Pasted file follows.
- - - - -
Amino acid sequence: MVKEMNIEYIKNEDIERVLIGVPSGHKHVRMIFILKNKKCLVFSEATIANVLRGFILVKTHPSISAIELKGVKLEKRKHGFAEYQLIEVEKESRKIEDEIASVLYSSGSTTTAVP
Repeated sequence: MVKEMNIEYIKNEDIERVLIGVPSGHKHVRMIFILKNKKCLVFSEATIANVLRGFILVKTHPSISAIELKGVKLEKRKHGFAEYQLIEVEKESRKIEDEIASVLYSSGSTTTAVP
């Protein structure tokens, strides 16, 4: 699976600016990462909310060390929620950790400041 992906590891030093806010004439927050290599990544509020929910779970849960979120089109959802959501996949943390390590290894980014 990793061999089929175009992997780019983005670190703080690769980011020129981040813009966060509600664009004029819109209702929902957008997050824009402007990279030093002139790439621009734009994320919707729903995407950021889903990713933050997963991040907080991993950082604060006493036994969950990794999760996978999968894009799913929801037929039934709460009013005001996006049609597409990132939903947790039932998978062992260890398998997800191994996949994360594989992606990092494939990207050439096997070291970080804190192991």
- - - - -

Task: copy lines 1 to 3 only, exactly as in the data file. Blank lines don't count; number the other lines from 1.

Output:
Amino acid sequence: MVKEMNIEYIKNEDIERVLIGVPSGHKHVRMIFILKNKKCLVFSEATIANVLRGFILVKTHPSISAIELKGVKLEKRKHGFAEYQLIEVEKESRKIEDEIASVLYSSGSTTTAVP
Repeated sequence: MVKEMNIEYIKNEDIERVLIGVPSGHKHVRMIFILKNKKCLVFSEATIANVLRGFILVKTHPSISAIELKGVKLEKRKHGFAEYQLIEVEKESRKIEDEIASVLYSSGSTTTAVP
């Protein structure tokens, strides 16, 4: 699976600016990462909310060390929620950790400041 992906590891030093806010004439927050290599990544509020929910779970849960979120089109959802959501996949943390390590290894980014 990793061999089929175009992997780019983005670190703080690769980011020129981040813009966060509600664009004029819109209702929902957008997050824009402007990279030093002139790439621009734009994320919707729903995407950021889903990713933050997963991040907080991993950082604060006493036994969950990794999760996978999968894009799913929801037929039934709460009013005001996006049609597409990132939903947790039932998978062992260890398998997800191994996949994360594989992606990092494939990207050439096997070291970080804190192991």